This breed needs an assertive owner who will provide discipline, socialization, and a solid foundation of obedience training. Poorly trained chows might act territorial and unfriendly, which unfortunately perpetuates the stereotype that they are aggressive by nature. Your chow needs to know that you are the boss in the household.
Common Health Problems
Responsible breeders strive to maintain the highest breed standards as established by kennel clubs like the AKC. Dogs bred by these standards are less likely to inherit health conditions. However, some hereditary health problems can occur in the breed. The following are some conditions to be aware of:
- Hip dysplasia: This is an orthopedic condition caused by the abnormal development of one or both hip joints.
- Entropion: This condition causes the eyelids roll inward.
- Brachycephalic syndrome: Flat-faced dogs may be susceptible to upper airway abnormalities causing partial obstruction to breathing.
- Gastric dilatation-volvulus: Otherwise known as bloat, this life-threatening emergency condition happens when a dog's stomach fills with gas that can't escape.
Diet and Nutrition
A chow chow should be fed twice per day with 1 to 1.5 cups of dog food at each meal. The amount will depend on your pet's size and activity level and will change through his life span. Be sure that your dog has access to fresh, clean water. By limiting the amount at each meal, you can help prevent your dog from gulping down food or eating too much, which can trigger bloating and possibly lead to stomach torsion, which is a medical emergency.
Be sure to monitor your dog's weight, which might be more than meets the eye under that voluminous coat of fur. Obesity will shorten a dog's life. Discuss a plan of action with your veterinarian if you find your dog is putting on extra pounds.
Where to Buy or Adopt a Chow Chow
Before you decide whether a chow chow is the right dog for you, be sure to do plenty of research. Talk to other chow chow owners, reputable breeders, and rescue groups to learn more. And, if you are ready to get one, your best bet is to look to the national breed organization as a resource for reputable breeders and rescue organizations. Expect to pay a breeder between $1,000 to $4,000 for a chow chow puppy.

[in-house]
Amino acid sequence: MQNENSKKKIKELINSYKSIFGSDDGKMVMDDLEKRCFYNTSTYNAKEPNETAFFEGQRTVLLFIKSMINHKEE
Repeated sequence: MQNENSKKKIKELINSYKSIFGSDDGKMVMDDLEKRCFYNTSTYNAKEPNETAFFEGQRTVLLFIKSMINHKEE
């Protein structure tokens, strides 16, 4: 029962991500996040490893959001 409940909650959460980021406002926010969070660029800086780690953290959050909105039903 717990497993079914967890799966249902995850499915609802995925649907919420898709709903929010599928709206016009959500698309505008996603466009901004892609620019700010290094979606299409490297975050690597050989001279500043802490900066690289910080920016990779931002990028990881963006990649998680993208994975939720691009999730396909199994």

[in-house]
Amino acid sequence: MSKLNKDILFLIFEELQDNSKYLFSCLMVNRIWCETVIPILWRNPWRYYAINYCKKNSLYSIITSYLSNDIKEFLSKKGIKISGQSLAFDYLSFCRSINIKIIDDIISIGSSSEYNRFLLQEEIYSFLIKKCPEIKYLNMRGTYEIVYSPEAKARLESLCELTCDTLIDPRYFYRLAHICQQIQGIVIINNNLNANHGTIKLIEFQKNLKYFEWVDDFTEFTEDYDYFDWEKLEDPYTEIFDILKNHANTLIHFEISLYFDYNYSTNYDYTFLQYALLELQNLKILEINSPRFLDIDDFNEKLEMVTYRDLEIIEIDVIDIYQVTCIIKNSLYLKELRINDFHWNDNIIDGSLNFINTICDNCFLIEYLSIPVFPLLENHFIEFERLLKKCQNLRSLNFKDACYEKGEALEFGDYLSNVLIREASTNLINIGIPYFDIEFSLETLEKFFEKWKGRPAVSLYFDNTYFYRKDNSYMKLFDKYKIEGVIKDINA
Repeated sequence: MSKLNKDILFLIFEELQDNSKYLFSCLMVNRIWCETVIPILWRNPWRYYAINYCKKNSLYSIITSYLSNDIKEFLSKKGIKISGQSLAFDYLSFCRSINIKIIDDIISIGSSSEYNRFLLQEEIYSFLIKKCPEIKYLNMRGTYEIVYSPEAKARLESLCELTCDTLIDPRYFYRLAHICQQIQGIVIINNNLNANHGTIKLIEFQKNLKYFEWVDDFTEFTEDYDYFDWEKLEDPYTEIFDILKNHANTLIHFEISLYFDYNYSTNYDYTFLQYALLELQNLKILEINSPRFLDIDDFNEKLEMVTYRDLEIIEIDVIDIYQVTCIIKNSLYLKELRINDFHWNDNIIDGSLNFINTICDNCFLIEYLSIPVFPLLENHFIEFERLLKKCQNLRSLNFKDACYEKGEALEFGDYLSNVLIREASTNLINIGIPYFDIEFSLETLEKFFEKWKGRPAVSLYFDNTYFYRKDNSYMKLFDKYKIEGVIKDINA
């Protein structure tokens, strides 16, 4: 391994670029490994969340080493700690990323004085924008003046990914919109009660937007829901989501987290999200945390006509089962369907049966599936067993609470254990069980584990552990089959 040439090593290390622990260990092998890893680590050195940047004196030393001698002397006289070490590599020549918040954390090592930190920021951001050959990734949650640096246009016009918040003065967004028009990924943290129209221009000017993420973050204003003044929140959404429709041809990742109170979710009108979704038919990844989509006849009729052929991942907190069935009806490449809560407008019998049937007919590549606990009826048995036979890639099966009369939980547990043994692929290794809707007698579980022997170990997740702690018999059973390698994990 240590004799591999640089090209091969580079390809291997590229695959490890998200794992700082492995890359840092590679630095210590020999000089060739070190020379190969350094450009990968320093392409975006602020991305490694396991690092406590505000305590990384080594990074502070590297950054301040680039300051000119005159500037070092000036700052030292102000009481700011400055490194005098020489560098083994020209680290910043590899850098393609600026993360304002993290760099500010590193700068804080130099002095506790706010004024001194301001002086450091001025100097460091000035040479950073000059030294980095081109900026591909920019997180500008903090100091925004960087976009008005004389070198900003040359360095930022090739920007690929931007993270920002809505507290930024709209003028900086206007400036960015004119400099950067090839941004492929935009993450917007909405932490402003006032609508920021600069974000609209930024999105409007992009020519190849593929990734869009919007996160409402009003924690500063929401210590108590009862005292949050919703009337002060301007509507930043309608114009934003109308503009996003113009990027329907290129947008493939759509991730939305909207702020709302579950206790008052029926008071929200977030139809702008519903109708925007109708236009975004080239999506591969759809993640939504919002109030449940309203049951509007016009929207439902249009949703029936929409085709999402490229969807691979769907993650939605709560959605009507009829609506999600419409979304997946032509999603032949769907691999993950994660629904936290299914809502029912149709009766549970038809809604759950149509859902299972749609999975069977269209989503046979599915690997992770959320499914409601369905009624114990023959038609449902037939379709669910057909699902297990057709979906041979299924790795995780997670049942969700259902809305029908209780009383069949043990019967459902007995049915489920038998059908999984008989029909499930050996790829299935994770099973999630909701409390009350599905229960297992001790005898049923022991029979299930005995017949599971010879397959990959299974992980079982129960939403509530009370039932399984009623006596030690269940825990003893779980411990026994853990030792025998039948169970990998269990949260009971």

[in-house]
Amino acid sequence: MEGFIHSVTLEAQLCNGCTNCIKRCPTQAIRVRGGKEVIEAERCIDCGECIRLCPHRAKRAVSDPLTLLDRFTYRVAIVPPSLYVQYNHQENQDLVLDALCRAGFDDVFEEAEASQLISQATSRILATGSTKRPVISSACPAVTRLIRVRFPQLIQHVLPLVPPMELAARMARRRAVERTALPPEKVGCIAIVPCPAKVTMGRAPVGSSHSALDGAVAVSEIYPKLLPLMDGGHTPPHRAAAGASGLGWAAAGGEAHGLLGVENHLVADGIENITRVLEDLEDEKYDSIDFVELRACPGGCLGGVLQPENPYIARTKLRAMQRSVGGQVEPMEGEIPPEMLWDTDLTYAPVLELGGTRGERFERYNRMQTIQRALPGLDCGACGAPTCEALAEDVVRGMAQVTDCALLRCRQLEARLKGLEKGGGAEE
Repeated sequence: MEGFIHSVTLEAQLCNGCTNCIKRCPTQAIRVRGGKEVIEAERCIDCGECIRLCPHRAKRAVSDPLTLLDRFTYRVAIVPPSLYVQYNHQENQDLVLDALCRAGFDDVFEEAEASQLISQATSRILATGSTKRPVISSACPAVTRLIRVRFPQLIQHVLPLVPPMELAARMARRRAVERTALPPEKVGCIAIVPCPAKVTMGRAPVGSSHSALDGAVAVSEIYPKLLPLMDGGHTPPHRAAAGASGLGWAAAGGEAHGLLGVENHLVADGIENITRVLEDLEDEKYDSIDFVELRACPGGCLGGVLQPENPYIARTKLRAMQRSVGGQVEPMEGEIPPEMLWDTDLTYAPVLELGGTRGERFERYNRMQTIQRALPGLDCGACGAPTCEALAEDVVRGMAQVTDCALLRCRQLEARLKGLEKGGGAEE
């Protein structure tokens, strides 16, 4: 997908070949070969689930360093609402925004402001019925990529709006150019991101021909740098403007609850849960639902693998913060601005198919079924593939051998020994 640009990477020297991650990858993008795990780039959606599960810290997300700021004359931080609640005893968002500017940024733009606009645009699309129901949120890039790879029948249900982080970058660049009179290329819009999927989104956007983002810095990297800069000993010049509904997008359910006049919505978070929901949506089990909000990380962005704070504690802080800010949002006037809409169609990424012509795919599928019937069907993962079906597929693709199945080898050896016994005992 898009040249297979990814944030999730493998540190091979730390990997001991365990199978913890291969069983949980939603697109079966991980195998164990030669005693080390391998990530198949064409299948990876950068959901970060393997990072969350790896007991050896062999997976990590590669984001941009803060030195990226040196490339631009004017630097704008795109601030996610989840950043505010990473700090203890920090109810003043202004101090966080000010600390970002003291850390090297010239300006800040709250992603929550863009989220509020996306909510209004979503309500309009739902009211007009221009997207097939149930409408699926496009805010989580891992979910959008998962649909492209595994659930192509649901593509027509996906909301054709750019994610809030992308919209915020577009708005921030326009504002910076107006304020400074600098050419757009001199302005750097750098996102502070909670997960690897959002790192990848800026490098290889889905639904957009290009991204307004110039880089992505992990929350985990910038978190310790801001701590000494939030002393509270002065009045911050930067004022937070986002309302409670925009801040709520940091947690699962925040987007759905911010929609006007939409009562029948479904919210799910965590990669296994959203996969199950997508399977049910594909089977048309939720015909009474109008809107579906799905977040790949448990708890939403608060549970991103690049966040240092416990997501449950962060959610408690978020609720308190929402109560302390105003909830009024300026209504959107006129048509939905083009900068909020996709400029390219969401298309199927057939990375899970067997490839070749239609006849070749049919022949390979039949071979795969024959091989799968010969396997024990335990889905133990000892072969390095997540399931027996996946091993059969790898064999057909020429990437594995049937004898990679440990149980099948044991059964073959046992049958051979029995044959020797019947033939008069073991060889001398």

- The Chow Chow Club, the AKC-recognized national breed club
- AKC Marketplace
- Chow Chow Rescue of Central New York
Chow Chow Overview
Low activity dog
Only sheds twice a year
Loyal dog, makes a good guard dog
Requires continuous grooming
The breed is prone to a few health issues
Can get territorial and aggressive if not trained properly
More Dog Breeds and Further Research
If you are interested in similar breeds to the chow chow, look into these dogs to compare the pros and cons.
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Is a chow chow a good dog for apartment living?
Chows can live quite well in apartments as they are quiet and just require walks rather than needing a yard to run around in.
Why is a chow chow dog's tongue blue?
Chow chows are born with typical pink tongues. The color of the tongue develops as the chow puppy begins to open its eyes. The tongue can turn blue, purple, or even black. As the chow matures, the tongue may turn back to pink. No one really knows why this happens, other than that the tongue of a chow chow contains extra pigmented cells much like pigmented skin cells. It helps to know that if your chow's tongue has pink spots in the middle of the color, it's likely not a purebred dog.
Is a chow chow a good breed for a first-time dog owner?
Yes and no. The chow chow may look like a big old teddy bear, but this somewhat large dog can be obstinate and tough for a first-time dog owner to train. However, it doesn't need a whole lot of exercise and can also have a quiet, reserved cat-like personality. But what can make them potentially a good choice for new owners is that they are generally even-tempered (with that streak of stubbornness).